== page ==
logo
g Text Version
Beauty & Self
Books & Music
Career
Computers
Education
Family
Food & Wine
Health & Fitness
Hobbies & Crafts
Home & Garden
Money
News & Politics
Relationships
Religion & Spirituality
Sports
Travel & Culture
TV & Movies

dailyclick
Bored? Games!
Nutrition
Postcards
Take a Quiz
Rate My Photo

new
Creativity
Family Travel
Southwest USA
Irish Culture
Home Finance
Comedy Movies
Romance Novels


dailyclick
All times in EST

Full Schedule
g
g Role Playing Games Site

BellaOnline's Role Playing Games Editor

g

Why Run Your Own RPG Convention?

Guest Author - Jay Shaffstall

When it came time to write a series of articles about starting your own local RPG convention, I went straight to the source.

"Super" Dave Radzik started attending gaming conventions back in 1982, at a convention held at Mentor High School. By 1990 he had started the Andon Games Convention at Kent State University. That ran through 1998. In the meantime, he ran ClubCon from 1992 to 1994, the Three Rivers Game Fest from 1993 to 1999, and more recently AnCon from 2007 on. And if you think he only knows local game conventions, he also helped organize Origins 1994 through 2000, and GenCon 1998 through 2000.

Clearly, if anyone understands the various reasons you might want to start a local gaming convention, it's Dave. So I put to him the question of why?

Dave: The primary reason I have for running a game convention is that I really enjoy game conventions. A game convention is my favorite place to be. Going with friends, surrounded by cool games, playing in tournaments and demos are all part of the experience.

Dave: Conventions are a step beyond the local game group and game store. They are a temporary event in which people gather to enjoy their hobby. There is an atmosphere to a game con that is bigger than a regular game session. People show off their favorite games, minis, adventures, etc., often to people they don't normally get to game with. There is an opportunity to see new games and even try them in demos and events. Conventions expose me to new ideas and new people and help invigorate my interest in the hobby.

Dave: I originally started running cons years ago with my friends. Many of these people are still my close friends and participate in the convention I run now. It's something we enjoy doing together. Creating the event where we share our hobby, meet new people and have a good time. They are another reason I run game conventions.

Dave: Some people are interested in the business aspect of conventions, seeing it as an opportunity to work in the hobby industry. It can be, but it rarely happens overnight. The best way is to start small and build over time. Networking is important as is return participation. One good event helps to build the next. Many game stores run conventions to increase business. They build their hobby community and increase awareness in their store.

Dave: One final reason is for an organization. Got a good game group that you want to show off, start a convention. Many college game groups promote themselves by running events. It's a good way to increase membership and adds to the college community.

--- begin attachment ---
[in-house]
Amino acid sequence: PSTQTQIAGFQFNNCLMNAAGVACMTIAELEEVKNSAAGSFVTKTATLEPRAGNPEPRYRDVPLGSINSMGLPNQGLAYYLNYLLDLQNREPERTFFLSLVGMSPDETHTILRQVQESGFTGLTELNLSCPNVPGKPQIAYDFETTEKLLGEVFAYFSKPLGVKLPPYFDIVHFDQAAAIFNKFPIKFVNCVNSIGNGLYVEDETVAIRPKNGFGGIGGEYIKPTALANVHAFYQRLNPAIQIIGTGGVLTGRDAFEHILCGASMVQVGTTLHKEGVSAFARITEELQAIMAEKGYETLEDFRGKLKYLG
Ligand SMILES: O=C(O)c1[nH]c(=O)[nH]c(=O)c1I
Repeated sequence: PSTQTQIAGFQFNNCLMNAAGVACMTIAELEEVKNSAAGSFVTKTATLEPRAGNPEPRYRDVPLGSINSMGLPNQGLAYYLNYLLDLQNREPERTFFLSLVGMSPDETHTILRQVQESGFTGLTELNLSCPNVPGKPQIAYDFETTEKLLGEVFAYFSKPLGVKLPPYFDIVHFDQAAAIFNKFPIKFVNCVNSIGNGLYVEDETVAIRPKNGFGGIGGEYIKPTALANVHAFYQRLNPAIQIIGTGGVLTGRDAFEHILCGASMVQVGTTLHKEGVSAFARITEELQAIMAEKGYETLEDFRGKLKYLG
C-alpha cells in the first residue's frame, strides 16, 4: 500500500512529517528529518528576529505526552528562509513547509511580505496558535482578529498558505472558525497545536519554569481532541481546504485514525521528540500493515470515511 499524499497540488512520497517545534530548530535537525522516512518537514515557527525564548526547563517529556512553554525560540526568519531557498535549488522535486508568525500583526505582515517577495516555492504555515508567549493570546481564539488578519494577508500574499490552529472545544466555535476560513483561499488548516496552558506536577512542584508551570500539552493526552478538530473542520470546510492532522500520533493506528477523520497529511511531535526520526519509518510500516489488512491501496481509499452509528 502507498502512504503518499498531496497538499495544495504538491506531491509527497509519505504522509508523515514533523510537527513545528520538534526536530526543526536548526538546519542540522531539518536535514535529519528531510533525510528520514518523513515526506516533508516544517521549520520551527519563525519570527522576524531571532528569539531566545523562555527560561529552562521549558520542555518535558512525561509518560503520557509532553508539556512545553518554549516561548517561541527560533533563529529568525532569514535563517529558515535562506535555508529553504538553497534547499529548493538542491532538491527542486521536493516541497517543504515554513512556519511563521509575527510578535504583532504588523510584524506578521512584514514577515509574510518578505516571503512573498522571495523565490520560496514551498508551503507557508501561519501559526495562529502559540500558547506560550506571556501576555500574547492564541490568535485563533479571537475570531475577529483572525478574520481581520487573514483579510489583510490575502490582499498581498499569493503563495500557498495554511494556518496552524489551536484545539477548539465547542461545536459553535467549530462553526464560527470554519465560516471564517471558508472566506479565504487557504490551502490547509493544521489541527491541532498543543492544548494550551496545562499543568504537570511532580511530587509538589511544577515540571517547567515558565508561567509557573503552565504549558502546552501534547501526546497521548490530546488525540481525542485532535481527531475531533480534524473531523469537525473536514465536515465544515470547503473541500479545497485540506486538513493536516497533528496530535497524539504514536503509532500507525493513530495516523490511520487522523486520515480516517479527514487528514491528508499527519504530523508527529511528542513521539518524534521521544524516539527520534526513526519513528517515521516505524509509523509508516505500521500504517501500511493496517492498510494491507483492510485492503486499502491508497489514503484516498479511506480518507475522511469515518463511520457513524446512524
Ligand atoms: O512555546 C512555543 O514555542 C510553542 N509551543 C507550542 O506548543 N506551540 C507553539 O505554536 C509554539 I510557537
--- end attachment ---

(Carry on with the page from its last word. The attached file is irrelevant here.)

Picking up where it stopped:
Jay: Thanks, Dave! For anyone interested, Dave's latest local convention can be found here: AnCon, in Ohio.

So if you're thinking about running a local RPG convention, make sure that you understand why you're doing it. That'll help get you through the sheer amount of work involved. In later articles in this series we'll look at the different stages of organizing a convention..

Add Why+Run+Your+Own+RPG+Convention%3F to Twitter Add Why+Run+Your+Own+RPG+Convention%3F to Facebook Add Why+Run+Your+Own+RPG+Convention%3F to MySpace Add Why+Run+Your+Own+RPG+Convention%3F to Del.icio.us Digg Why+Run+Your+Own+RPG+Convention%3F Add Why+Run+Your+Own+RPG+Convention%3F to Yahoo My Web Add Why+Run+Your+Own+RPG+Convention%3F to Google Bookmarks Add Why+Run+Your+Own+RPG+Convention%3F to Stumbleupon Add Why+Run+Your+Own+RPG+Convention%3F to Reddit



 



RSS | Related Articles | Editor's Picks Articles | Top Ten Articles | Previous Features | Site Map




For FREE email updates, subscribe to the Role Playing Games Newsletter


Past Issues


print
Printer Friendly
bookmark
Bookmark
tell friend
Tell a Friend
forum
Forum
email
Email Editor


Content copyright © 2014 by Jay Shaffstall. All rights reserved.
This content was written by Jay Shaffstall. If you wish to use this content in any manner, you need written permission. Contact Leif Sutter for details.

g


g features
Stronghold Builder's Guidebook Review

Noncash Treasures for Player Characters

Secret Organizations and Potential Masterminds

Archives | Site Map

forum
Forum
email
Contact

Past Issues
memberscenter


vote
Poetry
Daily
Weekly
Monthly
Less than Monthly



BellaOnline on Facebook
g


| About BellaOnline | Privacy Policy | Advertising | Become an Editor |
Website copyright © 2014 Minerva WebWorks LLC. All rights reserved.


BellaOnline Editor